Background Report Changing U.S. Stance Toward Israel
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Background Report Changing U.S. Stance Toward Israel

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The U.S. Administration’s tough fight against increasing aid to Israel is seen in some government quarters here as part of a broader and deeper change in American attitude towards Israel. This change is seen in these quarters as having begun with the replacement of Alexander Haig as Secretary of State by George Shultz.

These Israeli government quarters say they prefer not to blame Shultz exclusively or directly for what they perceive to be a sharp downturn in American policy, “through he of course is the helmsman of U.S. foreign policy.” Rather, they say, the end of Haig’s tenure and the advent of Shultz marked a return to prominence and influence of the traditional anti-Zionism of the U.S. State Department.

These Israeli government quarters gave their analysis after the weekly Cabinet meeting here today. They claimed their views were not necessarily representative of the thrust of the Cabinet debate; nevertheless, the timing of their remarks was plainly significant.

Foreign Minister Yitzhak Shamir briefed the Cabinet on the latest developments in Washington regarding the aid package to Israel. Shamir has publicly accused the Administration of violating its commitments to Israel by linking the aid to policy differences.


The government quarters said the first expression of the turnabout of Washington’s policy had been President Reagan’s Mideast peace proposals, broadcast by the President on national TV September 1– without any prior consultation with Israel.

The government quarters here recalled that President Ford in 1975 had committed the U.S., in agreements linked to the interim Sinai settlement, not to put forward new peace plans without prior consultation with Israel.

The Reagan proposal, these quarters opined, represented a total deviation from Camp David in that it addressed itself to the issues which Camp David deliberately left unresolved pending the five-year autonomy period.

Another symbol of the change for the worse: The Administration’s “sudden and unjustified” preoccupation with the settlements issue. The Israeli government quarters contended that there had been no quickening of the peace of West Bank settlements of late that could have triggered the spate of American criticism and condemnation. “The change is on the U.S. side… it is intended to woo the Arabs,” these quarters said.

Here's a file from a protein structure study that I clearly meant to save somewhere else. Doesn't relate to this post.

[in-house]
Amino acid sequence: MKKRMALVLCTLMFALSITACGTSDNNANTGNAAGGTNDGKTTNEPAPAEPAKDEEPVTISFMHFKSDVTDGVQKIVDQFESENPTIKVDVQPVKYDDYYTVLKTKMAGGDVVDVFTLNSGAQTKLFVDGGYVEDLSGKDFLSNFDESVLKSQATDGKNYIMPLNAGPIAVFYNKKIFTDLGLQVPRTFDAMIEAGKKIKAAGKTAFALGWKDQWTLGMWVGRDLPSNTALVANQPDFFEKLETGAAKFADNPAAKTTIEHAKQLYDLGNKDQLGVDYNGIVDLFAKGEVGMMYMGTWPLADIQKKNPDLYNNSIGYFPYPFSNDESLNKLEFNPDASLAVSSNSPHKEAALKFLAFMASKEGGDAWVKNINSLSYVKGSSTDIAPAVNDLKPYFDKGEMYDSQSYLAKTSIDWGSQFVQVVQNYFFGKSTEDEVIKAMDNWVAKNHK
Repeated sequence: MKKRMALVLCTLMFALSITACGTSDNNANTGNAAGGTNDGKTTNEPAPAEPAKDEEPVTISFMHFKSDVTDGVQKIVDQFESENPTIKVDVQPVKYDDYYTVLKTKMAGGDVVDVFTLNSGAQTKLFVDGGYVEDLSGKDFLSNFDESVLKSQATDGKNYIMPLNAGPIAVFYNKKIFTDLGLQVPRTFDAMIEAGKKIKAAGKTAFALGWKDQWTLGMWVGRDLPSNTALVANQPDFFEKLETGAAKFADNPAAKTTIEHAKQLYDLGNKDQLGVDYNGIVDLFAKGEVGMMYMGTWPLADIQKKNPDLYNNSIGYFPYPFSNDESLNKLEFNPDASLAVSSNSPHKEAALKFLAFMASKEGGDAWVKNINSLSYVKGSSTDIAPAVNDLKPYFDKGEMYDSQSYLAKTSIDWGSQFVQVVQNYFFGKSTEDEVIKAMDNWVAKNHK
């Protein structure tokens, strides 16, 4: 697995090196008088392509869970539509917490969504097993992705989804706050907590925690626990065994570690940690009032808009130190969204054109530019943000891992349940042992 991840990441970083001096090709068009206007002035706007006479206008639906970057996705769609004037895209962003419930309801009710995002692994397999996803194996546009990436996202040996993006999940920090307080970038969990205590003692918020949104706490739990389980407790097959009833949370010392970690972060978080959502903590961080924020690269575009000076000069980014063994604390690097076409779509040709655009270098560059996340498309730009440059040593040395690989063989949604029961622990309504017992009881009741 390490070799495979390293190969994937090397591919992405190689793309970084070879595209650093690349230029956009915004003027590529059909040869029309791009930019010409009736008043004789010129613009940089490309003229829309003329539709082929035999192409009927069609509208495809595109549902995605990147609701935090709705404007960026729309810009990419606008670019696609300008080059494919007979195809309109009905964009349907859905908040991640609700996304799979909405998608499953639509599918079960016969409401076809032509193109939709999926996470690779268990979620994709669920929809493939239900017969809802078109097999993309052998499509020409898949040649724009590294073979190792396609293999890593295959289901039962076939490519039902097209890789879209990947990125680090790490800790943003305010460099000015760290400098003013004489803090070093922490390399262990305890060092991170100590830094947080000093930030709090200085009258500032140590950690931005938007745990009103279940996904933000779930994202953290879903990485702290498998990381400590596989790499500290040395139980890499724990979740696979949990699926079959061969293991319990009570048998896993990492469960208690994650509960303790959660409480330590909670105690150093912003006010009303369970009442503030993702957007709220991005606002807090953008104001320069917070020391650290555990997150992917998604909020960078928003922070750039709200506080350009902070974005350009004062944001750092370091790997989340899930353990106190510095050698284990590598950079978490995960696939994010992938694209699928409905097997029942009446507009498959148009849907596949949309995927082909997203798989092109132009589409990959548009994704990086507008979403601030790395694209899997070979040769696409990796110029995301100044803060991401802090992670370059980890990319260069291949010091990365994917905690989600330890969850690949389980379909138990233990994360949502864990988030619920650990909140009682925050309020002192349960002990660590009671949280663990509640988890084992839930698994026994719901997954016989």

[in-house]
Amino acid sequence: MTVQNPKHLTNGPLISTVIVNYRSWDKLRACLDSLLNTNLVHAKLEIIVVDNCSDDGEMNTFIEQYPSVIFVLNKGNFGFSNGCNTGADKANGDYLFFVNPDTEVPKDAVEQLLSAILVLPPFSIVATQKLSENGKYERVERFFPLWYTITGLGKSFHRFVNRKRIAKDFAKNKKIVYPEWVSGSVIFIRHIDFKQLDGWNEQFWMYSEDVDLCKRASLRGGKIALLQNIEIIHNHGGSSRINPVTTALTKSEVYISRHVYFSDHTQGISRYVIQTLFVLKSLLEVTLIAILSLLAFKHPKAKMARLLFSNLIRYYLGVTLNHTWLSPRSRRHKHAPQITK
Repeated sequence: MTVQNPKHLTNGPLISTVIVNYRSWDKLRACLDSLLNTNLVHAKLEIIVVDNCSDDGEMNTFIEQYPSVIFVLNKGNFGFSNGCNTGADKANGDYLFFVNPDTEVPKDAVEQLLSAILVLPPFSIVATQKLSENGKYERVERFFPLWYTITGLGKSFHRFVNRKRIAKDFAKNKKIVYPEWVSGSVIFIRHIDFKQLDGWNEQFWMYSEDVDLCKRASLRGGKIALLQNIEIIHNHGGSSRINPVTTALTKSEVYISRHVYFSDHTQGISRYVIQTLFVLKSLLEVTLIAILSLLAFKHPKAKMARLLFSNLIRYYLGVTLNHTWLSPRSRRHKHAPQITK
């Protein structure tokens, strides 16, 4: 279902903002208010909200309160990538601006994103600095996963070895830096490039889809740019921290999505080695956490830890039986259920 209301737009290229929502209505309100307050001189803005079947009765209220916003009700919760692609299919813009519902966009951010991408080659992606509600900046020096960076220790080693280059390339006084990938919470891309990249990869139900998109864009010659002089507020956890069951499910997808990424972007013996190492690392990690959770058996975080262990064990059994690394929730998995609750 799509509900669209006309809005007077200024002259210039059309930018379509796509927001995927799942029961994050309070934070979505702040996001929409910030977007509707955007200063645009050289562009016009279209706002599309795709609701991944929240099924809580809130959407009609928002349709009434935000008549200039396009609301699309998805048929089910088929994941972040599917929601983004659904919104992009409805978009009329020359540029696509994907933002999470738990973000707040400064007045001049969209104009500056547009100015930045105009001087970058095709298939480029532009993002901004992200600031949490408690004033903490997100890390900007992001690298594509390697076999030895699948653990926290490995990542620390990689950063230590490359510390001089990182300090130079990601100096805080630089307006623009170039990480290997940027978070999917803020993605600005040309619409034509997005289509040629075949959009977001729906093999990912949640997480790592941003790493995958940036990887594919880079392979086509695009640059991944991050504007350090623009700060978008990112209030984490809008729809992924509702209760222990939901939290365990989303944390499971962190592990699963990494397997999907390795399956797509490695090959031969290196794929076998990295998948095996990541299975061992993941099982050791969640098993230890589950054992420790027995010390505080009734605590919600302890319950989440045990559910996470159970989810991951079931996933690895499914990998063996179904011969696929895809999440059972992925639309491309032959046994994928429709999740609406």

A third example of the worsening attitude was the U.S. Administration’s disproportionate and unfair involvement and criticism of Israel in connection with the West Bank foreign lecturers.

Academics on the West Bank have been refusing to sign a dissociation-from-the-PLO form and as a result 20 of them have already been deported.

Public American references to this issue as a matter of a “loyalty oath” were plainly tendentious and were intended, the Israeli quarters claimed, to “hint towards the PLO.”

In fact, the quarters continued, the thrust of American policy, though ostensibly focused towards Jordan’s King Hussein, was actually directed towards wooing the PLO — because the Americans knew full well that Hussein could not move without PLO approbation.

In this connection the quarters noted critically a media report today to the effect that U.S. special envoy Philip Habib had spoken of the need for an Israel-Egypt-Jordan-U.S.-PLO negotiation. Washington, the quarters said, had “returned to Arafat the key to Mideast negotiation which operation Peace for Galilee deprived him of.”

Observers here noted that highly placed U.S. government sources have explained that Reagan administration policy has been consistent. There has been no sudden change: Just a readiness now to dwell on controversial issues, a readiness which did not exist to such an extent before the completion of the Sinai withdrawal earlier this year.

These U.S. sources said the Administration had planned to get into the nitty-gritty of the Palestinian autonomy issues after the Sinai withdrawal was completed — but the Lebanon war had put those plans out of joint. The basic intention, however, remained.

Israeli officials, cleaving to their downbeat analysis, said it “does not bade well” for the U.S.-Israel relationship. The planned summit talks, therefore, between Reagan and Premier Menachem Begin early next year would be extremely important.

Meanwhile, the Cabinet has approved instructions to Ambassador Moshe Arens in Washington to lobby intensively both with Congress and with the Administration in favor of the aid increases recommended by the Senate Appropriations Committee.

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